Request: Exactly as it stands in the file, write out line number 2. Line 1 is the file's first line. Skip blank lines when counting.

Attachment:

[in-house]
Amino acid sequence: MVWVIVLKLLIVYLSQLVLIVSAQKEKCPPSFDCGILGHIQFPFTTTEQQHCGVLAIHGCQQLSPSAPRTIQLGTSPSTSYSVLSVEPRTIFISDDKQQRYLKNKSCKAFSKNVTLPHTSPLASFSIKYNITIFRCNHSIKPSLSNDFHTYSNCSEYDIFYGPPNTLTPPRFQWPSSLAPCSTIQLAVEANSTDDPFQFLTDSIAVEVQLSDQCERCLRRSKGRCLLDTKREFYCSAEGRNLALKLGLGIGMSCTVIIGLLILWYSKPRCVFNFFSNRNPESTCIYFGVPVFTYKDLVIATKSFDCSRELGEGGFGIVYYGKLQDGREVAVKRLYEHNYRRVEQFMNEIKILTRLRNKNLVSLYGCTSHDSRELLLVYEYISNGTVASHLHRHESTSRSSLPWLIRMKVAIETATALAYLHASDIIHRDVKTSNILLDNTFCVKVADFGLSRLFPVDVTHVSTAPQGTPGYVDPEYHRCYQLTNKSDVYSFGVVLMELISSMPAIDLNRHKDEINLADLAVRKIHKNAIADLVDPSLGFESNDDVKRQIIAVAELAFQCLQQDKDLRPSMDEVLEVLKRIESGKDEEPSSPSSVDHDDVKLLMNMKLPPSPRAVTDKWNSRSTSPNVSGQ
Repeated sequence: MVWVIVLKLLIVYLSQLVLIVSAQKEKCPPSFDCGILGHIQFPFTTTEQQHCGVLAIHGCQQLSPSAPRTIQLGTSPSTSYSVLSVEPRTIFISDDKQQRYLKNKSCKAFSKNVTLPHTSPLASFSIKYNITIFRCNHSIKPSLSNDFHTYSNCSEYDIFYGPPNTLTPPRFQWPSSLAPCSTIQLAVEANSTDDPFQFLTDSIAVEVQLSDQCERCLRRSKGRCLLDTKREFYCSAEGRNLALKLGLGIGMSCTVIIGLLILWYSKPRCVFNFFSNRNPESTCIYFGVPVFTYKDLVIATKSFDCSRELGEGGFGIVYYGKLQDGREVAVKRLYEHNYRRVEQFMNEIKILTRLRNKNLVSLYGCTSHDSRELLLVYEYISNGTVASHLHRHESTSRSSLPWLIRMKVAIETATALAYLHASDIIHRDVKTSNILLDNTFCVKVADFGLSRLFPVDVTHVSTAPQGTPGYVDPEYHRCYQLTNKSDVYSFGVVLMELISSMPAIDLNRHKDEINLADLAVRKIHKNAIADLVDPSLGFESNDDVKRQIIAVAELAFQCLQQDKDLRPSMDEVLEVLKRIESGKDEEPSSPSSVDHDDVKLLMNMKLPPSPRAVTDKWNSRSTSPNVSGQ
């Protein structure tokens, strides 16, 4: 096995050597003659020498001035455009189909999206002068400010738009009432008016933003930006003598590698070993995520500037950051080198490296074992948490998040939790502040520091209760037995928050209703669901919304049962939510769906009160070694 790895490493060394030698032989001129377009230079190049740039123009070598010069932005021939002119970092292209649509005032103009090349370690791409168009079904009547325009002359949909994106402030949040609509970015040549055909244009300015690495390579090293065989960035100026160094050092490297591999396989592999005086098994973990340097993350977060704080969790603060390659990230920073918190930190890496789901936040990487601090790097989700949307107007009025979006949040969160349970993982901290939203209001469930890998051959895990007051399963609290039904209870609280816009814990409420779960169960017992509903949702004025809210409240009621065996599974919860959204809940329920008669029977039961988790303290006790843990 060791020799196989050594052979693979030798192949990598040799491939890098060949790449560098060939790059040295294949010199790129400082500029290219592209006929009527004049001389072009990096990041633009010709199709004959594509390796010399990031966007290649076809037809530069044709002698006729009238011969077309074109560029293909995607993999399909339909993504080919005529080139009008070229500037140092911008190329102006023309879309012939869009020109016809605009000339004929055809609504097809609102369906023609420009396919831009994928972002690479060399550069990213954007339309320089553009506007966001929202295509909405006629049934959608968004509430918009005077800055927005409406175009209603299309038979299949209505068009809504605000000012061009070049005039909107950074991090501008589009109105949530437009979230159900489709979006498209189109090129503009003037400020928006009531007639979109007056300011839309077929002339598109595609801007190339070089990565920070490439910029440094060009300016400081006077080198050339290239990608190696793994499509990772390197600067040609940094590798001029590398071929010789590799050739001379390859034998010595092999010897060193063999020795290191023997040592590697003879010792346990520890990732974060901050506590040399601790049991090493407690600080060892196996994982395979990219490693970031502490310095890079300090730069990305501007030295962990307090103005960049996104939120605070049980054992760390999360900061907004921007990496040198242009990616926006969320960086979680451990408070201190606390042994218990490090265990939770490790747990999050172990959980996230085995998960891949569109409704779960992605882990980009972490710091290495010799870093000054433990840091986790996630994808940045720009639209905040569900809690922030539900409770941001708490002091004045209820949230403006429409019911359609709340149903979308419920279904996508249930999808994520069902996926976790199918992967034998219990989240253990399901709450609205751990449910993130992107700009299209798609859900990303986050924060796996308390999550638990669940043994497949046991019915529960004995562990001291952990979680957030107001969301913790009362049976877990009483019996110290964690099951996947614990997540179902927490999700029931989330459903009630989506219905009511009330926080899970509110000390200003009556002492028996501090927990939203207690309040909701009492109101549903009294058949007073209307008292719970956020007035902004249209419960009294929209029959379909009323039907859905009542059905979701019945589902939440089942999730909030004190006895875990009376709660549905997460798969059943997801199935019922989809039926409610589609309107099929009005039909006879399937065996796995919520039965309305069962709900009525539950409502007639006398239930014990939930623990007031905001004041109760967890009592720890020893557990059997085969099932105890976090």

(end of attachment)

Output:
Amino acid sequence: MVWVIVLKLLIVYLSQLVLIVSAQKEKCPPSFDCGILGHIQFPFTTTEQQHCGVLAIHGCQQLSPSAPRTIQLGTSPSTSYSVLSVEPRTIFISDDKQQRYLKNKSCKAFSKNVTLPHTSPLASFSIKYNITIFRCNHSIKPSLSNDFHTYSNCSEYDIFYGPPNTLTPPRFQWPSSLAPCSTIQLAVEANSTDDPFQFLTDSIAVEVQLSDQCERCLRRSKGRCLLDTKREFYCSAEGRNLALKLGLGIGMSCTVIIGLLILWYSKPRCVFNFFSNRNPESTCIYFGVPVFTYKDLVIATKSFDCSRELGEGGFGIVYYGKLQDGREVAVKRLYEHNYRRVEQFMNEIKILTRLRNKNLVSLYGCTSHDSRELLLVYEYISNGTVASHLHRHESTSRSSLPWLIRMKVAIETATALAYLHASDIIHRDVKTSNILLDNTFCVKVADFGLSRLFPVDVTHVSTAPQGTPGYVDPEYHRCYQLTNKSDVYSFGVVLMELISSMPAIDLNRHKDEINLADLAVRKIHKNAIADLVDPSLGFESNDDVKRQIIAVAELAFQCLQQDKDLRPSMDEVLEVLKRIESGKDEEPSSPSSVDHDDVKLLMNMKLPPSPRAVTDKWNSRSTSPNVSGQ